(A7)

The error factor \({\delta }_{C}\) of the age-dependent conversion coefficient \({C}_{a}\), (Eq. 2) can be calculated as:

$${\delta }_{C}=\sqrt{{\delta }_{b}^{2}+{\delta }_{G}^{2}},$$
(A8)

where \({\delta }_{b}\) is the relative error factor of the device’s calibration using a bottle phantom, and \({\delta }_{G}\) is the relative error factor of the age-dependent factor \(G\).

The goal of the calibration of a device using a bottle phantom is to determine its sensitivity, i.e. to find out the values \({I}_{\mathrm{ref}}^{\mathrm{meas}}-{I}_{\mathrm{bg}}^{\mathrm{meas}}\) caused by radioactivity \({Q}_{\mathrm{ref}}\) of a reference radiation source. Therefore, \({\delta }_{b}\) is specified as:

$${\delta }_{b}=\sqrt{{\delta }_{\mathrm{ref}}^{2}+{\left(\frac{{\sigma }_{S}}{{I}_{\mathrm{ref}}-{I}_{\mathrm{bg}}}\right)}^{2}},$$
(A9)

where \({\delta }_{\mathrm{ref}}\) is the relative error factor of activity for the reference radioactive source, which is known from the technical documentation of the provider (Production Association “Isotope”); \({\sigma }_{S}\) is the error factor in measuring the intensity of the reference source.

Because the process of calibration using a bottle phantom is the same as the process of measurement of radioactivity in the thyroid, the error factor \({\sigma }_{S}\) can be calculated as:

$${\sigma }_{S}=\sqrt{{\widehat{\sigma }}_{\mathrm{ref}}^{2}+{\widehat{\sigma }}_{\mathrm{bg}}^{2}},$$
(A10)

where \({\widehat{\sigma }}_{\mathrm{ref}}^{2}=\frac{{I}_{\mathrm{ref}}^{\mathrm{meas}}}{{t}_{\mathrm{ref}}}+{\sigma }_{\mathrm{dev}}^{2}\) is the error variance of measuring the intensity of the reference source during the measurement time \({t}_{\mathrm{ref}}\).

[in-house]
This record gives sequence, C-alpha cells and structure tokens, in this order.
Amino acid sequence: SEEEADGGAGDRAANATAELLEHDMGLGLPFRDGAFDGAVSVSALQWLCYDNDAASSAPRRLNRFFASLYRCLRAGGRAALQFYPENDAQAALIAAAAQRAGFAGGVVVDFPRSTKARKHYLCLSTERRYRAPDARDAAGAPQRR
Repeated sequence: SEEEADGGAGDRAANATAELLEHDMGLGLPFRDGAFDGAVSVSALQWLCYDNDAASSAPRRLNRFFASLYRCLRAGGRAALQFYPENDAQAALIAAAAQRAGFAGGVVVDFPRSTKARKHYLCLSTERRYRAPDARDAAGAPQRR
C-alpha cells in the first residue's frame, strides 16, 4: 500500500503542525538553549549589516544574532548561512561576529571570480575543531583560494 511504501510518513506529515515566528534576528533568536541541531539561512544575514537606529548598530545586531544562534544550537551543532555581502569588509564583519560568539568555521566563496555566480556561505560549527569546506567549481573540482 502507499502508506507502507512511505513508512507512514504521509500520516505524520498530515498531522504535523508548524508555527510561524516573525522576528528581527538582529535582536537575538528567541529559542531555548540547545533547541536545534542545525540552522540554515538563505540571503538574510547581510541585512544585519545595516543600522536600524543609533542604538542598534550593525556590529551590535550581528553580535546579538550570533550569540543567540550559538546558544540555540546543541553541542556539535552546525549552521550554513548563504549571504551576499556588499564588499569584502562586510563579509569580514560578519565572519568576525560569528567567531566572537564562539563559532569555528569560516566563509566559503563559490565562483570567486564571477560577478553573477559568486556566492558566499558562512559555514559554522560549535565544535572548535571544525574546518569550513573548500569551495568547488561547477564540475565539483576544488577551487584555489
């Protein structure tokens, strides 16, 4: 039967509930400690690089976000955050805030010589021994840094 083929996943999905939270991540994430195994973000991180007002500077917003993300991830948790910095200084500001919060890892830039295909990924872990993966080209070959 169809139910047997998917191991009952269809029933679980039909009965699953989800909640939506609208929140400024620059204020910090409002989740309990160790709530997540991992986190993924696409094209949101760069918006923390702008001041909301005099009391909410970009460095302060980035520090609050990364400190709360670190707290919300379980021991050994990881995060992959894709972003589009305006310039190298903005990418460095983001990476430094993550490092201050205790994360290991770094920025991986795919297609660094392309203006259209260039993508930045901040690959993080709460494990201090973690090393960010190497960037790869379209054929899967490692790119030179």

For devices with missing information about the calibration, \({\delta }_{b}\) was, based on expert judgement, estimated to be 30%. The value of the relative error factor \({\delta }_{G}\) for the SRP-68-01 device was estimated from empirical data. According to Kaidanovsky and Dolgirev (1997) this factor depends on thyroid mass and is in the range of 15–18%. Since the scintillation crystals of the gamma-spectrometers were located significantly farther from the thyroid than that for the SRP-68-01 device, the influence of measurement geometry was less and \({\delta }_{G}\) was estimated for spectrometers, again based on expert judgement, to be 5%. This error factor was mainly due to variations in thyroid volume and thyroid position.

Based on Likhtarov et al. (2013c), the following observation model of thyroid radioactivity with classical additive error was selected in the present study:

$${Q}^{\mathrm{meas}}={Q}^{\mathrm{tr}}+{\sigma }_{Q}^{\mathrm{meas}}\bullet \gamma .$$
(A11)

Censoring

Measurements of 131I thyroid activity were considered reliable if the probability to detect a net signal, which is the difference between thyroid signal and background signal, with the assumption that its true value equals zero, was not more than 25%. This is equivalent to the condition \({I}_{\mathrm{th}}^{\mathrm{tr}}-{f}_{\mathrm{sh}}{\bullet I}_{\mathrm{bg}}^{\mathrm{tr}}\ge 0.68\bullet {\sigma }_{n}\), where \({\sigma }_{n}\) is defined by Eq. (A4), i.e., the critical limit of 131I in the thyroid was accepted to be \(0.68\bullet {\sigma }_{n}\). The result of a measurement providing less than the critical limit was replaced by half of the critical limit. It was accepted that \({I}_{\mathrm{th}}^{\mathrm{tr}}-{f}_{\mathrm{sh}}\bullet {I}_{\mathrm{bg}}^{\mathrm{tr}}=0.34\bullet {\sigma }_{n}\) under the condition \({I}_{\mathrm{th}}^{\mathrm{tr}}-{f}_{\mathrm{sh}}\bullet {I}_{\mathrm{bg}}^{\mathrm{tr}}<0.68\bullet {\sigma }_{n}\).